Freeman Cebu Sports

Insane prices for sports memorabilia

FEEL THE GAME - Bobby Motus - The Freeman

At some point in time, we collected things, displayed some but mostly stuffed them into shoeboxes. Hobbyists today, mostly baby boomers and some Gen Xers who have the money to burn, are hot on sports memorabilia that according to Robb Report, a luxury lifestyle magazine, it has rivaled the art market, complete with “appraisers, rating agencies, authenticators, specialized insurance, leased vaults and elite security systems.”

If your collection is valued in millions of dollars, of course you need top notch security systems. Ultra high-end collectors have their homes with waterless fire suppression systems that suck the oxygen out of their storage rooms to put out the fire.

Cards, jerseys, baseball bats and gloves, helmets, caps, arena floors and seats, boxing gloves and trunks and anything related to sports once only go for thousands at auctions but today, there is a need to have several millions if you want to gamble and win this game.

Professional players could wear up to 4 jerseys a week.  Teams then have them autographed and sell them along with other merchandise as additional sources of income.  Sometimes, these game-used items and memorabilia are given to charity auctions.

Let’s start with Michael Jordan’s famous “flu game” during the fifth game of the 1997 NBA Finals.  A severe case of influenza notwithstanding, MJ scored 38 points.  Taking IV fluids in the locker room, MJ gave his used red and black Jordan 12s to a lucky ballboy.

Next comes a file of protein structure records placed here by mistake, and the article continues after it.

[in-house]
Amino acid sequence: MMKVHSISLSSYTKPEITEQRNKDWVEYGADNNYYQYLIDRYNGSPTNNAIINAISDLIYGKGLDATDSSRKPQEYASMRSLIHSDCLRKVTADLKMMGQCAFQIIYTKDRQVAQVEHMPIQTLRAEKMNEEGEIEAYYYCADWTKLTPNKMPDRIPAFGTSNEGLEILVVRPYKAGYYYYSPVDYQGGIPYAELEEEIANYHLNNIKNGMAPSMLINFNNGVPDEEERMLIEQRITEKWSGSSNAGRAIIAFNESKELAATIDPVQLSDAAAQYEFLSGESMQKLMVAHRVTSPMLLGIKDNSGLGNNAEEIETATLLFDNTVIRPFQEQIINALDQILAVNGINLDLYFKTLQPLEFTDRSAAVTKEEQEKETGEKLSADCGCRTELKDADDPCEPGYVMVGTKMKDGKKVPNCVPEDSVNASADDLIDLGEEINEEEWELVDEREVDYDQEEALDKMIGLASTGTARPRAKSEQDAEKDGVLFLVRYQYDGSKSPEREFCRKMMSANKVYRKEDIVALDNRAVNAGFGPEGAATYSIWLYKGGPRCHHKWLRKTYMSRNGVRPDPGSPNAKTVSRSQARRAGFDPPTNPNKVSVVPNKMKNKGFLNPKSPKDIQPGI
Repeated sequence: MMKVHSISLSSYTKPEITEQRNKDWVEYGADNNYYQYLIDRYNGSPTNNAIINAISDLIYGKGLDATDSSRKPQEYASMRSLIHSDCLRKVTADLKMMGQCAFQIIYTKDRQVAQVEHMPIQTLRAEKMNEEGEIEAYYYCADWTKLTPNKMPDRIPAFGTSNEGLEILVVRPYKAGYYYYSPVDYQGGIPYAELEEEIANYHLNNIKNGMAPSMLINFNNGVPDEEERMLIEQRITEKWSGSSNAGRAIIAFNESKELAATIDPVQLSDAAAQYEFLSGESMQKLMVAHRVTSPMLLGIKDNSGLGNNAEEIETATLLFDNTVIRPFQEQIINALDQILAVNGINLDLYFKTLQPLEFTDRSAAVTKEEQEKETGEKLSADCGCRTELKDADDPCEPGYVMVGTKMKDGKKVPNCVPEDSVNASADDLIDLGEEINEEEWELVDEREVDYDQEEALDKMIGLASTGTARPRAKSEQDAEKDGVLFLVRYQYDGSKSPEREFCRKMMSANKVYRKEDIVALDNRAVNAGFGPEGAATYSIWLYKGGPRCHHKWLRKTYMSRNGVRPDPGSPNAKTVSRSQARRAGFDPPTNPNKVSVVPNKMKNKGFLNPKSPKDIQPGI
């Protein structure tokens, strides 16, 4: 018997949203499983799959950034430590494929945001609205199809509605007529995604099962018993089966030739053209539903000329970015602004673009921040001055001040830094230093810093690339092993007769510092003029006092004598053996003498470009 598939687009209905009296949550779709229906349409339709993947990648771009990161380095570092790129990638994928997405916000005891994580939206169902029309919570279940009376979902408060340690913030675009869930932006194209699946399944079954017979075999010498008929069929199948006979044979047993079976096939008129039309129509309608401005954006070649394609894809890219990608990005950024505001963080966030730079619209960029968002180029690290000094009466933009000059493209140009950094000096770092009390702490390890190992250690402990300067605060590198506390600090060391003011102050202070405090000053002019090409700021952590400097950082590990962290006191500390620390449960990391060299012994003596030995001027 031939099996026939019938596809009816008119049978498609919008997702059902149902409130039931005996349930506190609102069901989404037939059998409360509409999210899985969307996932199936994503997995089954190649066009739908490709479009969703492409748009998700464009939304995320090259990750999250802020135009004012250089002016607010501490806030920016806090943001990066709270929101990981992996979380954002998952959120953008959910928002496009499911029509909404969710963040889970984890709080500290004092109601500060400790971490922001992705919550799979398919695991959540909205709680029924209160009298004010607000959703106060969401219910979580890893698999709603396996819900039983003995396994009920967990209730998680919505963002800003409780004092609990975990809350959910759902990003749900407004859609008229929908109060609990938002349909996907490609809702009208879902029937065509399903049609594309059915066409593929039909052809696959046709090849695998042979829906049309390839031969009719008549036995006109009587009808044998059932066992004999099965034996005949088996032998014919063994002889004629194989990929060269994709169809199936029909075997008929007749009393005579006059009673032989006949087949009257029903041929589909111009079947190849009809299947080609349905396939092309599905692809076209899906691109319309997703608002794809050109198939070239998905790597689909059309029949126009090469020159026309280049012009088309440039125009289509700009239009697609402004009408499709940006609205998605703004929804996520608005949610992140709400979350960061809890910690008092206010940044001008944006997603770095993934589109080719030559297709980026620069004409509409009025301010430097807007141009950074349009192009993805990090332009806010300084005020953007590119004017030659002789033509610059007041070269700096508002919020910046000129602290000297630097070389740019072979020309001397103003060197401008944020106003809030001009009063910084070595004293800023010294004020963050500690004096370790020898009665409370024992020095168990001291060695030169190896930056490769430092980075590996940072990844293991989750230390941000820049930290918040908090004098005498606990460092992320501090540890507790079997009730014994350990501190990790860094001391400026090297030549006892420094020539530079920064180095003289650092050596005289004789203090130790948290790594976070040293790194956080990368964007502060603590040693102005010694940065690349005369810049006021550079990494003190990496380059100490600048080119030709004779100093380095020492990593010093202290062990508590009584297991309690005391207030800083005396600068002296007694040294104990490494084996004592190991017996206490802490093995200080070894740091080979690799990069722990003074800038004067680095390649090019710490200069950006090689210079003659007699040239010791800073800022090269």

In 2013, the former ballboy sold the autographed J12s for $104,765.  In June of last year, it was auctioned again, and the winning bidder had it for $1.38 million.

In May 2022, Argentina football legend Diego Maradona’s 1986 FIFA World Cup quarterfinal jersey used in a match against England made the record when an anonymous bidder bought it for $9.3 million.  Just four months later, an unknown bidder paid $10.1 million for MJ’s Finals jersey in his last season with the Bulls in 1998, breaking the Maradona jersey record.

Another Argentine great had his set of six jerseys he wore in their winning campaign during the 2022 Qatar World Cup.   Auctioned online last December at Sotheby’s New York, Lionel Messi’s set of jerseys fetched $7.8 million.  Also at Sotheby’s last November, Spurs rookie Victor Wembanyama’s white jersey which he wore in his debut game against Dallas was sold to the winning bidder for $762,000.

Babe Ruth’s baseball bat used during the 1920s sold for $400,800 in 2018.  Early last year, someone paid $1.85 million for it.

Muhammad Ali’s championship belt he won over George Foreman in the historic 1974 “Rumble in the Jungle” held in what was formerly known as Zaire, now the Democratic Republic of the Congo, is considered as one of the most expensive pieces of sports memorabilia.  It sold for $6.2 million in 2022.  I wonder how much the Pacman’s memorabilia will fetch.

Coming in “cheap” was the autographed Converse All Star shoes worn by Magic Johnson when he played for the Dream Team at Barcelona 1992.  It sold in May for a bargain price of $61,200.

A California billionaire in 2021 paid for Kobe Bryant’s signed game used LA Lakers rookie jersey which he wore during the 1996-1997 season.

The figures are real.  These are the things money can insanely buy.

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